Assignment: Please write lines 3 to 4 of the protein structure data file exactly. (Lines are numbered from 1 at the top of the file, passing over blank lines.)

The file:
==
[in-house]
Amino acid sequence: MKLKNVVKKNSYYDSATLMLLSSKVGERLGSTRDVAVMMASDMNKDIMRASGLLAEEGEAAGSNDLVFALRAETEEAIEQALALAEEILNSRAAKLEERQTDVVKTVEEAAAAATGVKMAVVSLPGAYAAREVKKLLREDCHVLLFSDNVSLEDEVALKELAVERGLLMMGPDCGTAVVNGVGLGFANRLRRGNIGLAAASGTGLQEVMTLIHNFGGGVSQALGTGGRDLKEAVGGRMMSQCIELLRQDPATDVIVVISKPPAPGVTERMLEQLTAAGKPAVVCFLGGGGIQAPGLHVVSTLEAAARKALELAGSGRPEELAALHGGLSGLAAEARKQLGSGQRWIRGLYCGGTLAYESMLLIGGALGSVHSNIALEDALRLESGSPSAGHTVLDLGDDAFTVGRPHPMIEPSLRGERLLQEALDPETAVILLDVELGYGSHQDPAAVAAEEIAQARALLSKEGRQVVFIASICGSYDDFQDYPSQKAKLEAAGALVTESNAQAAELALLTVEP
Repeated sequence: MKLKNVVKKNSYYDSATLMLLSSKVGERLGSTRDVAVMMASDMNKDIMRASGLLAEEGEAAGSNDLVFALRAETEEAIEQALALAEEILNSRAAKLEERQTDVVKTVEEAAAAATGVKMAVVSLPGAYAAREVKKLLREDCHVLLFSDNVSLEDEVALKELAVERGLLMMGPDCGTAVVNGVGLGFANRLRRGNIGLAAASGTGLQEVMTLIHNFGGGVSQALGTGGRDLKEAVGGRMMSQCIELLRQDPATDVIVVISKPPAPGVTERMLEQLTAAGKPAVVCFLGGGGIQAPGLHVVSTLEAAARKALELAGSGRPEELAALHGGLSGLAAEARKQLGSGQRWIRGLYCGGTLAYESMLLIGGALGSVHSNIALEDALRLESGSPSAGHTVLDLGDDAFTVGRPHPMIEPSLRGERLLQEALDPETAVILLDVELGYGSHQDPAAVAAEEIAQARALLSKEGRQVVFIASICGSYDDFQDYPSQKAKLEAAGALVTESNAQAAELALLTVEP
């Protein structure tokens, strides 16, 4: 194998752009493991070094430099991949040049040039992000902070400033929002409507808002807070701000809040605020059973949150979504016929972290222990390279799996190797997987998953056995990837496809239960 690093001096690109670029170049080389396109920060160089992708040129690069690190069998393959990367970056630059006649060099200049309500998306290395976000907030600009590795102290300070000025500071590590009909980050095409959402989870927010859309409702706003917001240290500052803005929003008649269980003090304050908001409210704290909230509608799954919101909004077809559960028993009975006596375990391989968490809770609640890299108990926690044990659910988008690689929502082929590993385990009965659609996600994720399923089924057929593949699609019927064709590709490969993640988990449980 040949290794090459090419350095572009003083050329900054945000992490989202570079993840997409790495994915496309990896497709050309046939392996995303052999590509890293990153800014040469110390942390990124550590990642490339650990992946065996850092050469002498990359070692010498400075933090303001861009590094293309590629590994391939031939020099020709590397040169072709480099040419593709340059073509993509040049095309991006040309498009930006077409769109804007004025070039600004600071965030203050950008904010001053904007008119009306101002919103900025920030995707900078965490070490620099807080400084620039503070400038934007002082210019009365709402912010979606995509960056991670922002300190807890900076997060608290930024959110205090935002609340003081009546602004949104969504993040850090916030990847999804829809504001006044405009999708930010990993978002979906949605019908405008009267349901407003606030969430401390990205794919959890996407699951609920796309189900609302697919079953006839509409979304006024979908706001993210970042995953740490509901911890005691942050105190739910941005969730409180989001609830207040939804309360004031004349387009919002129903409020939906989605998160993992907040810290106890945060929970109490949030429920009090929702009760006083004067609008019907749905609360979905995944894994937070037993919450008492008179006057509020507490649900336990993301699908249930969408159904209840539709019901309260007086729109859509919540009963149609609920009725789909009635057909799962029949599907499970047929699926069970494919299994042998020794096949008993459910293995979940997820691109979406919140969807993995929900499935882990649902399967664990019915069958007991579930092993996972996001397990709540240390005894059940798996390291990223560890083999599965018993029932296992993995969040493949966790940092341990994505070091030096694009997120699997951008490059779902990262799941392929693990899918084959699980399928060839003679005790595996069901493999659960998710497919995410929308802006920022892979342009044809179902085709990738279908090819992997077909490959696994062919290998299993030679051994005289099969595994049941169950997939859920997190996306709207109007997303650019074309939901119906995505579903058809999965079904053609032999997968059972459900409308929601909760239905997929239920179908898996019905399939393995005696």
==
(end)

Repeated sequence: MKLKNVVKKNSYYDSATLMLLSSKVGERLGSTRDVAVMMASDMNKDIMRASGLLAEEGEAAGSNDLVFALRAETEEAIEQALALAEEILNSRAAKLEERQTDVVKTVEEAAAAATGVKMAVVSLPGAYAAREVKKLLREDCHVLLFSDNVSLEDEVALKELAVERGLLMMGPDCGTAVVNGVGLGFANRLRRGNIGLAAASGTGLQEVMTLIHNFGGGVSQALGTGGRDLKEAVGGRMMSQCIELLRQDPATDVIVVISKPPAPGVTERMLEQLTAAGKPAVVCFLGGGGIQAPGLHVVSTLEAAARKALELAGSGRPEELAALHGGLSGLAAEARKQLGSGQRWIRGLYCGGTLAYESMLLIGGALGSVHSNIALEDALRLESGSPSAGHTVLDLGDDAFTVGRPHPMIEPSLRGERLLQEALDPETAVILLDVELGYGSHQDPAAVAAEEIAQARALLSKEGRQVVFIASICGSYDDFQDYPSQKAKLEAAGALVTESNAQAAELALLTVEP
């Protein structure tokens, strides 16, 4: 194998752009493991070094430099991949040049040039992000902070400033929002409507808002807070701000809040605020059973949150979504016929972290222990390279799996190797997987998953056995990837496809239960 690093001096690109670029170049080389396109920060160089992708040129690069690190069998393959990367970056630059006649060099200049309500998306290395976000907030600009590795102290300070000025500071590590009909980050095409959402989870927010859309409702706003917001240290500052803005929003008649269980003090304050908001409210704290909230509608799954919101909004077809559960028993009975006596375990391989968490809770609640890299108990926690044990659910988008690689929502082929590993385990009965659609996600994720399923089924057929593949699609019927064709590709490969993640988990449980 040949290794090459090419350095572009003083050329900054945000992490989202570079993840997409790495994915496309990896497709050309046939392996995303052999590509890293990153800014040469110390942390990124550590990642490339650990992946065996850092050469002498990359070692010498400075933090303001861009590094293309590629590994391939031939020099020709590397040169072709480099040419593709340059073509993509040049095309991006040309498009930006077409769109804007004025070039600004600071965030203050950008904010001053904007008119009306101002919103900025920030995707900078965490070490620099807080400084620039503070400038934007002082210019009365709402912010979606995509960056991670922002300190807890900076997060608290930024959110205090935002609340003081009546602004949104969504993040850090916030990847999804829809504001006044405009999708930010990993978002979906949605019908405008009267349901407003606030969430401390990205794919959890996407699951609920796309189900609302697919079953006839509409979304006024979908706001993210970042995953740490509901911890005691942050105190739910941005969730409180989001609830207040939804309360004031004349387009919002129903409020939906989605998160993992907040810290106890945060929970109490949030429920009090929702009760006083004067609008019907749905609360979905995944894994937070037993919450008492008179006057509020507490649900336990993301699908249930969408159904209840539709019901309260007086729109859509919540009963149609609920009725789909009635057909799962029949599907499970047929699926069970494919299994042998020794096949008993459910293995979940997820691109979406919140969807993995929900499935882990649902399967664990019915069958007991579930092993996972996001397990709540240390005894059940798996390291990223560890083999599965018993029932296992993995969040493949966790940092341990994505070091030096694009997120699997951008490059779902990262799941392929693990899918084959699980399928060839003679005790595996069901493999659960998710497919995410929308802006920022892979342009044809179902085709990738279908090819992997077909490959696994062919290998299993030679051994005289099969595994049941169950997939859920997190996306709207109007997303650019074309939901119906995505579903058809999965079904053609032999997968059972459900409308929601909760239905997929239920179908898996019905399939393995005696």